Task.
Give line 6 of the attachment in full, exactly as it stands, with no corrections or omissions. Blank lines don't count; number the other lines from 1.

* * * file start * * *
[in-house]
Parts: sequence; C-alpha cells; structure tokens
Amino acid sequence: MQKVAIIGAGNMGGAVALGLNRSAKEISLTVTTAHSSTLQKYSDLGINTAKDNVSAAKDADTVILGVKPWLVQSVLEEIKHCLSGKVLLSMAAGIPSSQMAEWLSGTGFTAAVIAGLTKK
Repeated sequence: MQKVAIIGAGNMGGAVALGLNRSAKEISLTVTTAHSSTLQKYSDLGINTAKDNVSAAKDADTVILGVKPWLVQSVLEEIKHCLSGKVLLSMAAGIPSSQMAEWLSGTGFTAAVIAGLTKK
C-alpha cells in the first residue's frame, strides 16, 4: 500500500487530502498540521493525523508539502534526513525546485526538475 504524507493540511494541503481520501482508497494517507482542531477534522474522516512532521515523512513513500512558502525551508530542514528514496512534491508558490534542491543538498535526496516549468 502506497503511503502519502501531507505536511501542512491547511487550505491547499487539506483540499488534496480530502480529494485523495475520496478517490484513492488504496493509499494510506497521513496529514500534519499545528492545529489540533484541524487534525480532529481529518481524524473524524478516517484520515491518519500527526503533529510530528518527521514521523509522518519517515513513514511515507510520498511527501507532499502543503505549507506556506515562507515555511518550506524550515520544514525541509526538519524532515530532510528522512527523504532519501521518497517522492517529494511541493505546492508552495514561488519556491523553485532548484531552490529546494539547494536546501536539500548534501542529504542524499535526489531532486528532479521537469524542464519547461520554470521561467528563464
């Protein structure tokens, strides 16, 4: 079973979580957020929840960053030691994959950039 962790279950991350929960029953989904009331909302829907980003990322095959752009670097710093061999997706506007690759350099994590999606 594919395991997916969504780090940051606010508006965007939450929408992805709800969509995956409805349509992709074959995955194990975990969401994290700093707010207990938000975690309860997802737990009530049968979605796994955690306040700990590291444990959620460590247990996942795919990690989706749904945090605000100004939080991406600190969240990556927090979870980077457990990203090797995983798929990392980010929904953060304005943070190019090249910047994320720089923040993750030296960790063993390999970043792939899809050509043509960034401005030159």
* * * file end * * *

């Protein structure tokens, strides 16, 4: 079973979580957020929840960053030691994959950039 962790279950991350929960029953989904009331909302829907980003990322095959752009670097710093061999997706506007690759350099994590999606 594919395991997916969504780090940051606010508006965007939450929408992805709800969509995956409805349509992709074959995955194990975990969401994290700093707010207990938000975690309860997802737990009530049968979605796994955690306040700990590291444990959620460590247990996942795919990690989706749904945090605000100004939080991406600190969240990556927090979870980077457990990203090797995983798929990392980010929904953060304005943070190019090249910047994320720089923040993750030296960790063993390999970043792939899809050509043509960034401005030159």